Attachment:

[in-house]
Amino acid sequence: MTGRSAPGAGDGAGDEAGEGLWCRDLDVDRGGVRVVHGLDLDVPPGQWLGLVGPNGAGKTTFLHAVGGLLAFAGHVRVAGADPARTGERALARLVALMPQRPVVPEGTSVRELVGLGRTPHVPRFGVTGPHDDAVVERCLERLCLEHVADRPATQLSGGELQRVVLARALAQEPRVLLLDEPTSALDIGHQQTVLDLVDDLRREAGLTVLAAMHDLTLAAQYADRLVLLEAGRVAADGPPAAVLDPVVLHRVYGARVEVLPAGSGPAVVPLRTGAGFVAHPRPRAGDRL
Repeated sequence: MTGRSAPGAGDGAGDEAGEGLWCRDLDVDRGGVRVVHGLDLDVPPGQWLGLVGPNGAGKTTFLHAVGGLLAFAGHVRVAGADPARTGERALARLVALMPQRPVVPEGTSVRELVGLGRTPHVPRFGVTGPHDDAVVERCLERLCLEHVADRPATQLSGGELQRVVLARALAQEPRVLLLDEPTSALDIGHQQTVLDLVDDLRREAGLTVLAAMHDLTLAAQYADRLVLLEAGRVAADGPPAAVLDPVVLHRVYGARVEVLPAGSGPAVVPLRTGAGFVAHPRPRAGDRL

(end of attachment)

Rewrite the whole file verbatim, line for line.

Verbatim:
[in-house]
Amino acid sequence: MTGRSAPGAGDGAGDEAGEGLWCRDLDVDRGGVRVVHGLDLDVPPGQWLGLVGPNGAGKTTFLHAVGGLLAFAGHVRVAGADPARTGERALARLVALMPQRPVVPEGTSVRELVGLGRTPHVPRFGVTGPHDDAVVERCLERLCLEHVADRPATQLSGGELQRVVLARALAQEPRVLLLDEPTSALDIGHQQTVLDLVDDLRREAGLTVLAAMHDLTLAAQYADRLVLLEAGRVAADGPPAAVLDPVVLHRVYGARVEVLPAGSGPAVVPLRTGAGFVAHPRPRAGDRL
Repeated sequence: MTGRSAPGAGDGAGDEAGEGLWCRDLDVDRGGVRVVHGLDLDVPPGQWLGLVGPNGAGKTTFLHAVGGLLAFAGHVRVAGADPARTGERALARLVALMPQRPVVPEGTSVRELVGLGRTPHVPRFGVTGPHDDAVVERCLERLCLEHVADRPATQLSGGELQRVVLARALAQEPRVLLLDEPTSALDIGHQQTVLDLVDDLRREAGLTVLAAMHDLTLAAQYADRLVLLEAGRVAADGPPAAVLDPVVLHRVYGARVEVLPAGSGPAVVPLRTGAGFVAHPRPRAGDRL